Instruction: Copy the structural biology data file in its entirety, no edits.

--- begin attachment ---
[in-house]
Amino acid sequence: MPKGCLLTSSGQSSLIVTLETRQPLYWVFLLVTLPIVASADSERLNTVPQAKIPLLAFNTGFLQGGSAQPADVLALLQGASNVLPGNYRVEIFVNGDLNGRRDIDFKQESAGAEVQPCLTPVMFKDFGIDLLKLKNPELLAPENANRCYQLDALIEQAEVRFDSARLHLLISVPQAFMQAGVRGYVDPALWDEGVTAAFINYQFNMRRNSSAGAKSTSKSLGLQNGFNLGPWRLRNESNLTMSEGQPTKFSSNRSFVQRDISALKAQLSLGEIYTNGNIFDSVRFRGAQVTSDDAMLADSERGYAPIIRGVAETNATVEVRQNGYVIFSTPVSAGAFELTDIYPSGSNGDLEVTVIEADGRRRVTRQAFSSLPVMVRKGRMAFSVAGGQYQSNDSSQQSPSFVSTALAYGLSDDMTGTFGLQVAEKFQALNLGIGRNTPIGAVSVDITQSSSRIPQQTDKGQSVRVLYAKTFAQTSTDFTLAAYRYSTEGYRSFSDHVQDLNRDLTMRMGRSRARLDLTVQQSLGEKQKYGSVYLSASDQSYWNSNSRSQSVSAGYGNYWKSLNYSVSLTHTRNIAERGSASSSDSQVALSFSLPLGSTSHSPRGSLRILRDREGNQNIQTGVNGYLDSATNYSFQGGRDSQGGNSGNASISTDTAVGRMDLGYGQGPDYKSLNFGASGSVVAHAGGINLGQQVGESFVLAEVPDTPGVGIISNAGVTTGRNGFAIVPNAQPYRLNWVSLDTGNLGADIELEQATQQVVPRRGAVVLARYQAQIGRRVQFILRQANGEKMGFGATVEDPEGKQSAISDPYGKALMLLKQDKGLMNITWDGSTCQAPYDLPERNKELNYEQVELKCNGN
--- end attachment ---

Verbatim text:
[in-house]
Amino acid sequence: MPKGCLLTSSGQSSLIVTLETRQPLYWVFLLVTLPIVASADSERLNTVPQAKIPLLAFNTGFLQGGSAQPADVLALLQGASNVLPGNYRVEIFVNGDLNGRRDIDFKQESAGAEVQPCLTPVMFKDFGIDLLKLKNPELLAPENANRCYQLDALIEQAEVRFDSARLHLLISVPQAFMQAGVRGYVDPALWDEGVTAAFINYQFNMRRNSSAGAKSTSKSLGLQNGFNLGPWRLRNESNLTMSEGQPTKFSSNRSFVQRDISALKAQLSLGEIYTNGNIFDSVRFRGAQVTSDDAMLADSERGYAPIIRGVAETNATVEVRQNGYVIFSTPVSAGAFELTDIYPSGSNGDLEVTVIEADGRRRVTRQAFSSLPVMVRKGRMAFSVAGGQYQSNDSSQQSPSFVSTALAYGLSDDMTGTFGLQVAEKFQALNLGIGRNTPIGAVSVDITQSSSRIPQQTDKGQSVRVLYAKTFAQTSTDFTLAAYRYSTEGYRSFSDHVQDLNRDLTMRMGRSRARLDLTVQQSLGEKQKYGSVYLSASDQSYWNSNSRSQSVSAGYGNYWKSLNYSVSLTHTRNIAERGSASSSDSQVALSFSLPLGSTSHSPRGSLRILRDREGNQNIQTGVNGYLDSATNYSFQGGRDSQGGNSGNASISTDTAVGRMDLGYGQGPDYKSLNFGASGSVVAHAGGINLGQQVGESFVLAEVPDTPGVGIISNAGVTTGRNGFAIVPNAQPYRLNWVSLDTGNLGADIELEQATQQVVPRRGAVVLARYQAQIGRRVQFILRQANGEKMGFGATVEDPEGKQSAISDPYGKALMLLKQDKGLMNITWDGSTCQAPYDLPERNKELNYEQVELKCNGN